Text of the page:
Luke's stated purpose has been discussed in the previous section. It was “to draw up an account” of “the things that have been fulfilled among us” and to enable Theophilus to “know the certainty” of what he had been taught (1:1-4).
Additional reasons have been suggested. Luke's emphasis on Pilate's recognition of Jesus' innocence may have been made to prove to the Romans the law-abiding nature of Christianity. The gospel also may have been intended to assert Jesus' superiority over John the Baptist at a time when the followers of the Baptist constituted a rival movement to the church. Again, it may have been directed against Gnostics, who belittled the humanity of Christ and discouraged martyrdom.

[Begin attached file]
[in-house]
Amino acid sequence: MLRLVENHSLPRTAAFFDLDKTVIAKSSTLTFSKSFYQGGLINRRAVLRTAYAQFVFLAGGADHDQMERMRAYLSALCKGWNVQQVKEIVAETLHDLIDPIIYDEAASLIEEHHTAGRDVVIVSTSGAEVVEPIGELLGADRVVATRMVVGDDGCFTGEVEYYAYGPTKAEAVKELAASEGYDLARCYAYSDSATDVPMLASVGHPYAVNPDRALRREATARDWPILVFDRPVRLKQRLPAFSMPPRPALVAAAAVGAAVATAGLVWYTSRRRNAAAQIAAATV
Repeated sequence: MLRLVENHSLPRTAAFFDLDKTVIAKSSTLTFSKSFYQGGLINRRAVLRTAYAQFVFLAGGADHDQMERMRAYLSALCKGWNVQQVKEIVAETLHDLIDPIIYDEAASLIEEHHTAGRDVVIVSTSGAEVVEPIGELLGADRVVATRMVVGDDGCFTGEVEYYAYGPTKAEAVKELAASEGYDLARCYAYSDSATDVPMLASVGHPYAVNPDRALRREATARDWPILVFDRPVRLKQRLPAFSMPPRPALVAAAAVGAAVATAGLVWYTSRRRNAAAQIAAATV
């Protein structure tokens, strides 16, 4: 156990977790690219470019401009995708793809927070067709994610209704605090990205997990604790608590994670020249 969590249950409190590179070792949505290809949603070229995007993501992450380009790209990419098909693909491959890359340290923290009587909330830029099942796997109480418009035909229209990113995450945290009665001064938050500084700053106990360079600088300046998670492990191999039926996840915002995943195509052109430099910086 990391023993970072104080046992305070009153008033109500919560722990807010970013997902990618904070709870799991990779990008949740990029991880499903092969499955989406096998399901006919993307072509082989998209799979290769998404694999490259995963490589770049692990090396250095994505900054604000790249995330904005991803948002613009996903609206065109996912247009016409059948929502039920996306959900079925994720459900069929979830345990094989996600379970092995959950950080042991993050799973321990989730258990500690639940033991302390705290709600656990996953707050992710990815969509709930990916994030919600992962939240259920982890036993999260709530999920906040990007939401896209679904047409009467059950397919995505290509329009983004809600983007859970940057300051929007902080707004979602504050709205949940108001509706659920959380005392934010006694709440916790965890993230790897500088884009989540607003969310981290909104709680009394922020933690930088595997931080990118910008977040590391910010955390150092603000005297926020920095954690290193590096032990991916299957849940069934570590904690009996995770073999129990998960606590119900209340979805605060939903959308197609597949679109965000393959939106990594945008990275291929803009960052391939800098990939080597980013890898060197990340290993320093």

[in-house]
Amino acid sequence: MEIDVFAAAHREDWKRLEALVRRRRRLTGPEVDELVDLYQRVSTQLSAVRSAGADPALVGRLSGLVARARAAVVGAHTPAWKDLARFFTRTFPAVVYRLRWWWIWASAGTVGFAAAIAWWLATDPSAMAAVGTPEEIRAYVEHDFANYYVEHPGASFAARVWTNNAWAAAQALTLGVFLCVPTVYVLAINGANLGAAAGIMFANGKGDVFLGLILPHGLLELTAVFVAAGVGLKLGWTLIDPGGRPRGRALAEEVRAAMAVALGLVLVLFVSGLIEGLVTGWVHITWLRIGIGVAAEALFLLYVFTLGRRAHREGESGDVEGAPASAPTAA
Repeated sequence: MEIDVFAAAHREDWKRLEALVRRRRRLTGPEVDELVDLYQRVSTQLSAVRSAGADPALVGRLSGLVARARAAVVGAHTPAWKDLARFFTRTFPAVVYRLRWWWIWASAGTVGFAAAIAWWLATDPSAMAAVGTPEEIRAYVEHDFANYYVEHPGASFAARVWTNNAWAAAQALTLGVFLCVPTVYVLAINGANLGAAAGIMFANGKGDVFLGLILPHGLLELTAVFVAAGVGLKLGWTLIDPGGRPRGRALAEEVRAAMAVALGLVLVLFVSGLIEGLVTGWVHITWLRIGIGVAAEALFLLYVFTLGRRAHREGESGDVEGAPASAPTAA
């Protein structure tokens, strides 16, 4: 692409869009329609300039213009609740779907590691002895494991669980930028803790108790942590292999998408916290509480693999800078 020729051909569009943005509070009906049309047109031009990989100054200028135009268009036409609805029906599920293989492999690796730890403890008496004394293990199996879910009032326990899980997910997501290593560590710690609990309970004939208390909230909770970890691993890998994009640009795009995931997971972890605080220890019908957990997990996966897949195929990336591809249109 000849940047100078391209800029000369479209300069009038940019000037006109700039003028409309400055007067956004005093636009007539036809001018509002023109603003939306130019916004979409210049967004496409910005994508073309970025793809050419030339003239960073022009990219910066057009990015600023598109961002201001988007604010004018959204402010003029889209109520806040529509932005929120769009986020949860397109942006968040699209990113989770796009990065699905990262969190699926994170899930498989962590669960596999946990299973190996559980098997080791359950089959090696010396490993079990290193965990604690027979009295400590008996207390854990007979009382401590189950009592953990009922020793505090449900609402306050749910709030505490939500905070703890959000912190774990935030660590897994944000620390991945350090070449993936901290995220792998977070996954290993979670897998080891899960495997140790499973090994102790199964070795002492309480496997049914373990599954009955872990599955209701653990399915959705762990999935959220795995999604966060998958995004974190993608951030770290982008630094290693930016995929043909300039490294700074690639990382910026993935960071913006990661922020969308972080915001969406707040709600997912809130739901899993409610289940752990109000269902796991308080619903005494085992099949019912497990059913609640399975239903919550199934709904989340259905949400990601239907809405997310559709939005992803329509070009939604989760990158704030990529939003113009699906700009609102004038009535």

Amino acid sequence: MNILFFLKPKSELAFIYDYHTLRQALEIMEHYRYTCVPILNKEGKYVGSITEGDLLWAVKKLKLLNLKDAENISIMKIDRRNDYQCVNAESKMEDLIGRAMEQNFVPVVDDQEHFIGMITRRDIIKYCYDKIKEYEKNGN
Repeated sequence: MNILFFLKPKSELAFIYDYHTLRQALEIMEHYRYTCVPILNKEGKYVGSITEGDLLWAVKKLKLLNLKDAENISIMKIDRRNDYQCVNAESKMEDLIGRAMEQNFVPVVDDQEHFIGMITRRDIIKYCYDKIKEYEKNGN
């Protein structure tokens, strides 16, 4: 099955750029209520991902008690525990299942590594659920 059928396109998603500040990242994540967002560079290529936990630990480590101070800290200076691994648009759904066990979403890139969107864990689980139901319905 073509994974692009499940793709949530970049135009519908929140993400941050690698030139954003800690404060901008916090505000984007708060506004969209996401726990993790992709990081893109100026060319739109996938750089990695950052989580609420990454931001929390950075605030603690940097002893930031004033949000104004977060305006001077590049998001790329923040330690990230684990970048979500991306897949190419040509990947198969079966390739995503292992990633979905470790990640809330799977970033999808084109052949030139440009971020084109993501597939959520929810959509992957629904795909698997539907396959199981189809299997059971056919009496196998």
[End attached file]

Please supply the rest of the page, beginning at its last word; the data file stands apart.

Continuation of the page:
Moreover, Luke certainly would have been glad for his gospel to be instrumental in converting either Jews or Gentiles to faith in Christ. On the other hand, assuming that Theophilus, to whom the gospel was dedicated, was already a Christian, Luke's primary concern would have been to strengthen the faith and increase the knowledge of existing converts, not only Theophilus, but others as well.
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